The judge granted the family’s request to allow Karen the opportunity to breathe on her own or die with dignity. Karen continued to live in a coma for ten additional years. She survived those years with the assistance of a gastric feeding tube. Karen’s tragedy brought awareness to the importance of documenting individual’s end-of-life wishes.

A health care directive is helpful in preventing the court system from making life and death decisions, such as in the case of Karen Quinlan. This document ensures a patient’s choices concerning life support are known—should they lapse into a coma. Executing a health care directive can be an example of voluntary passive euthanasia, while Karen Quinlan is an example of involuntary passive euthanasia. Jack Kevorkian provides a model for active voluntary euthanasia. Kevorkian assisted several people in the act of committing suicide.

His patients sought his help in ending their lives to avoid prolonging their existence in an undignified manner. The case that brought infamy to Kevorkian was that of Janet Adkins. Adkins suffered from Alzheimer’s disease, and while she was still competent, she sought to end her own life. Many believe that “…when confronted with diseases or injuries that are incurable, untreatable, or poorly managed, patients may seek release from their suffering” (Harmon & Sethi, 2011, p. 355).

Although through unconventional means, Janet Adkins’ family was “grateful someone was willing to listen to and help a beloved member of their family” (Stutsman, 2013, p.48). Media attention surrounding Jack Kevorkian, labeled Dr. Death, heightened awareness surrounding the rights of individual’s end-of-life decisions. Kevorkian challenged the ethical taboos surrounding assisted suicide. In doing so, however, he established a foundation for later decisions involving active euthanasia.

Euthanasia provides a means to extinguish one’s life when they recognize the declining quality of their existence. Individuals seek to embrace life in whatever philosophical, religious, secular, or theoretical belief system they maintain. Failing health or unexpected circumstances influence these ideologies in the pursuit of the good life. In trying times, families are willing to consider drastic options.

A terminally ill patient’s quality of life diminishes as their disease progresses. Family members do not wish to see their loved ones suffer with pain needlessly or persist in a vegetative coma for an undetermined amount of time. Allowing their loved ones to die, also relinquishes the families’ anguish of witnessing the lack of dignity. As the illness progresses, the body weakens and becomes frail. This “…frailty of the terminally ill [is] a reason why they need assistance in dying” (Durante, 2009, p. 28). Making the decision to end a family member’s life is not easy.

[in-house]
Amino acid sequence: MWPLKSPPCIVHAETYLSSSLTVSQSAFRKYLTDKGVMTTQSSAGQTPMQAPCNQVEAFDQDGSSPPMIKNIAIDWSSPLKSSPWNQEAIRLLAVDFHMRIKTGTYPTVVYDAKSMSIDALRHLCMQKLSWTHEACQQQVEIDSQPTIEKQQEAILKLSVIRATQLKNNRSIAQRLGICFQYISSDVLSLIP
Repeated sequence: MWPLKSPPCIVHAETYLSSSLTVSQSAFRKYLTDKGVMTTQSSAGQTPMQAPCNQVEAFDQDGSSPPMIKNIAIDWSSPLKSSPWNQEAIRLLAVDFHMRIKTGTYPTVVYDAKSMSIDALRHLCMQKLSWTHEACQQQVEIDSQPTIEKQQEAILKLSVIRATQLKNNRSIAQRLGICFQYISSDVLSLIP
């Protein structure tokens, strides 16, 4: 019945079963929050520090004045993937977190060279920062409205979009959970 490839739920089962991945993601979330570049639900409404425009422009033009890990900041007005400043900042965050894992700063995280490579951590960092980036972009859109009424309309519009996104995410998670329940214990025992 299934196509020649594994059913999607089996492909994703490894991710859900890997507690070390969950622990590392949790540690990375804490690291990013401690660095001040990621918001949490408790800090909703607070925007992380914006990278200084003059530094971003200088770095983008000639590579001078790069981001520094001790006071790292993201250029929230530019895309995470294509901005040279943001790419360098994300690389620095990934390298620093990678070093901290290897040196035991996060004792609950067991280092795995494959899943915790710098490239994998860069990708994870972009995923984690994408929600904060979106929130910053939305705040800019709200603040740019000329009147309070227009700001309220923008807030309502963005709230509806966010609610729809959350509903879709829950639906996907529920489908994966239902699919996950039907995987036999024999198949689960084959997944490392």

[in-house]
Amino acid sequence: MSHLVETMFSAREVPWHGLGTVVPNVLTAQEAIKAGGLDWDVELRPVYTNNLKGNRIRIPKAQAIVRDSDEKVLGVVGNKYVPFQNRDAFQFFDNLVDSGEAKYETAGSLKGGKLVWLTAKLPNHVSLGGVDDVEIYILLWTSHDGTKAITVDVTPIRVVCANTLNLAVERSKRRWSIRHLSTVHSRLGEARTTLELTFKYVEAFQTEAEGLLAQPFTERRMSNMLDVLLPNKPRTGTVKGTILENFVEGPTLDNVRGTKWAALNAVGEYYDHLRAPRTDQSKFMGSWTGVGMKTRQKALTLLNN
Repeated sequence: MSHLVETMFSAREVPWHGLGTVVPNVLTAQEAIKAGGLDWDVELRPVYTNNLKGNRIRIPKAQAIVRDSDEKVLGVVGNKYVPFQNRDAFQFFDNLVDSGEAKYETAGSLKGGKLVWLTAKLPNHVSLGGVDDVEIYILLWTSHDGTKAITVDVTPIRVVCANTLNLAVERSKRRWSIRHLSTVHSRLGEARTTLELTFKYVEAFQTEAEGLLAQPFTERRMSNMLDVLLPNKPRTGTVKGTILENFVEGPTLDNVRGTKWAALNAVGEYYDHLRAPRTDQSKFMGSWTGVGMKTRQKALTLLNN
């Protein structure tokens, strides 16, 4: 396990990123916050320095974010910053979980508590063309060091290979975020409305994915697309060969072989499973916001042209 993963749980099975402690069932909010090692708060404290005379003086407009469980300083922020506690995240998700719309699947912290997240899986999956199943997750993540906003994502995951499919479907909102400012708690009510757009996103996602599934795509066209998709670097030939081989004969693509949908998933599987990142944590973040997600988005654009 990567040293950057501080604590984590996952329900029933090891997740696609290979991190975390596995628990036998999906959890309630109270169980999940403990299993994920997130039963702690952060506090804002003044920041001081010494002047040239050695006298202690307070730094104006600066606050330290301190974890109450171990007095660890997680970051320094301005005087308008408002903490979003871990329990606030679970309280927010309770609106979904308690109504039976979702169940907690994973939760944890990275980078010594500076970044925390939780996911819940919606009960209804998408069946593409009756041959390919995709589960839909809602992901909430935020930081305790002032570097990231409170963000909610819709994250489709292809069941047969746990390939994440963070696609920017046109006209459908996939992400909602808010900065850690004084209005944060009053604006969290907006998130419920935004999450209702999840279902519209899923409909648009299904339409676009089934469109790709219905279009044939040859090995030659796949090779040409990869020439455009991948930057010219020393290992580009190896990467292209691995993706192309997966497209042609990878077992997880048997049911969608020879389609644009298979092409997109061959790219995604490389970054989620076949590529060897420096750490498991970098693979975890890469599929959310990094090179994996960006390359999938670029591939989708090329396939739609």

Recognizing the difference between living with dignity, existing in a coma, or enduring pain and suffering, however, assists with easing the burden of making such a choice. Since dignity is a highly subjective term, “it is difficult to formulate a clear-cut and generally applicable definition” (van Gennip et. al., 2013, p. 617). Terminally ill patients that present high anxiety symptoms would not necessarily be living in a dignified manner.

On the other hand, terminally ill patients with feelings of peace and acceptance of their death are living with dignity. The state of mind in which the terminally ill patient exists transcends into the family member’s acceptance that their loved one is experiencing dignity. Certain individuals conceptualize dignity as maintaining the basic qualities of their abilities. Their capacity to function, both physically and cognitively, must remain intact. Patients interpret the loss of bodily functions as the transition phase from life to death.

During an interview with an Alzheimer’s patient, a research study captured their view of dignity; “there is a little part of yourself, of your very own self, that has to keep functioning, otherwise…life would be…awful’’ (van Gennip, Pasman, Oosterveld-Vlug, Villems, & Onwuteaka-Philipsen, 2013, p. 1084). Social aspects of daily living are equally important when integrating perceptions of dignity into a definition. The inability to interact with family, friends, or members of society impedes the quality of life for normally adjusted individuals. Persons with silent symptoms often experience lack of dignity as others may ignore or accuse them of faking their disability.

For example, elderly individuals with early stages of dementia become isolated as social interactions with others prove to be challenging, especially with impatient people. Additional factors influencing dignity during the end stages of life include feelings of burden and the dependency on others for care. Terminal illness often requires professional oversight as the disease evolves.  Medical staff routinely invades the privacy of an individual’s body with an assault of tubes and wires.

The simple pleasures of taking a walk or eating a meal require assistance, that is, if an individual is even able to accomplish these basic tasks. A regimen of medications is necessary to survive, sometimes with side effects more lethal than the disease itself. The administrations of these medications are often through tubes taped to the inevitable collapsing veins.